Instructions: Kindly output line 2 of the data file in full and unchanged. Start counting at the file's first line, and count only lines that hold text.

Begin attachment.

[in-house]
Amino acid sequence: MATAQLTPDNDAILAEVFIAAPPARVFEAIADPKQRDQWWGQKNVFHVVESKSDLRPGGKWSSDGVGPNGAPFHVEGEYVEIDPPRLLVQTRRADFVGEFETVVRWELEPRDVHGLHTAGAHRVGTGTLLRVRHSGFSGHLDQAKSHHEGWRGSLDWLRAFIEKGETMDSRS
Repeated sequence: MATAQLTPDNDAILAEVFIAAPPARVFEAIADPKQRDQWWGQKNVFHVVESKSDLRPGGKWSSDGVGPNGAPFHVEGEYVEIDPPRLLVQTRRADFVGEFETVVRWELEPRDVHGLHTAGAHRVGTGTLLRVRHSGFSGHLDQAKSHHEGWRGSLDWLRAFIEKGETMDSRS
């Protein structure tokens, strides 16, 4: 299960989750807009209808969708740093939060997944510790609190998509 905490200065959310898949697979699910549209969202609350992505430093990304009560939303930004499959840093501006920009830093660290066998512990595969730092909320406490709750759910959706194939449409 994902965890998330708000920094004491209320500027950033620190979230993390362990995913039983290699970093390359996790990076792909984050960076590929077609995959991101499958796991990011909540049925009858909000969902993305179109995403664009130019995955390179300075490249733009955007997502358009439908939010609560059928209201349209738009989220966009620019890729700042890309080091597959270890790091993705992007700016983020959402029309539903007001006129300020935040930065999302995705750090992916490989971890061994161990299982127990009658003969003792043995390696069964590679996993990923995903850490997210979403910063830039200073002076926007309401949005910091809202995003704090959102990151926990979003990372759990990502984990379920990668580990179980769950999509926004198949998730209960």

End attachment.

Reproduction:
Amino acid sequence: MATAQLTPDNDAILAEVFIAAPPARVFEAIADPKQRDQWWGQKNVFHVVESKSDLRPGGKWSSDGVGPNGAPFHVEGEYVEIDPPRLLVQTRRADFVGEFETVVRWELEPRDVHGLHTAGAHRVGTGTLLRVRHSGFSGHLDQAKSHHEGWRGSLDWLRAFIEKGETMDSRS